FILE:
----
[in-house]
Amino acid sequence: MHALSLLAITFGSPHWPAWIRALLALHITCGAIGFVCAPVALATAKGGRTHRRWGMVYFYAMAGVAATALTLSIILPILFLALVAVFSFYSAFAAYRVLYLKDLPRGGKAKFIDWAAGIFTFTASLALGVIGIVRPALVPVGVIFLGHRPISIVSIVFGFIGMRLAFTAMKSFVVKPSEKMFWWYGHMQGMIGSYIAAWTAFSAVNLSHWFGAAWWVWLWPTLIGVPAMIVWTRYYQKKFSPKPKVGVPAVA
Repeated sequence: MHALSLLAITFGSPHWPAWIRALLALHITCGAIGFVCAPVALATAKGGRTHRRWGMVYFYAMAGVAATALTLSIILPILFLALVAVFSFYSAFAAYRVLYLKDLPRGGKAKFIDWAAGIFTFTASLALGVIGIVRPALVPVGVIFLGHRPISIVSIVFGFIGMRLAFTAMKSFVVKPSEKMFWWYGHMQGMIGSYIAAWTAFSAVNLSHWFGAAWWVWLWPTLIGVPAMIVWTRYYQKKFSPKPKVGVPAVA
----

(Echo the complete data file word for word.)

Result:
[in-house]
Amino acid sequence: MHALSLLAITFGSPHWPAWIRALLALHITCGAIGFVCAPVALATAKGGRTHRRWGMVYFYAMAGVAATALTLSIILPILFLALVAVFSFYSAFAAYRVLYLKDLPRGGKAKFIDWAAGIFTFTASLALGVIGIVRPALVPVGVIFLGHRPISIVSIVFGFIGMRLAFTAMKSFVVKPSEKMFWWYGHMQGMIGSYIAAWTAFSAVNLSHWFGAAWWVWLWPTLIGVPAMIVWTRYYQKKFSPKPKVGVPAVA
Repeated sequence: MHALSLLAITFGSPHWPAWIRALLALHITCGAIGFVCAPVALATAKGGRTHRRWGMVYFYAMAGVAATALTLSIILPILFLALVAVFSFYSAFAAYRVLYLKDLPRGGKAKFIDWAAGIFTFTASLALGVIGIVRPALVPVGVIFLGHRPISIVSIVFGFIGMRLAFTAMKSFVVKPSEKMFWWYGHMQGMIGSYIAAWTAFSAVNLSHWFGAAWWVWLWPTLIGVPAMIVWTRYYQKKFSPKPKVGVPAVA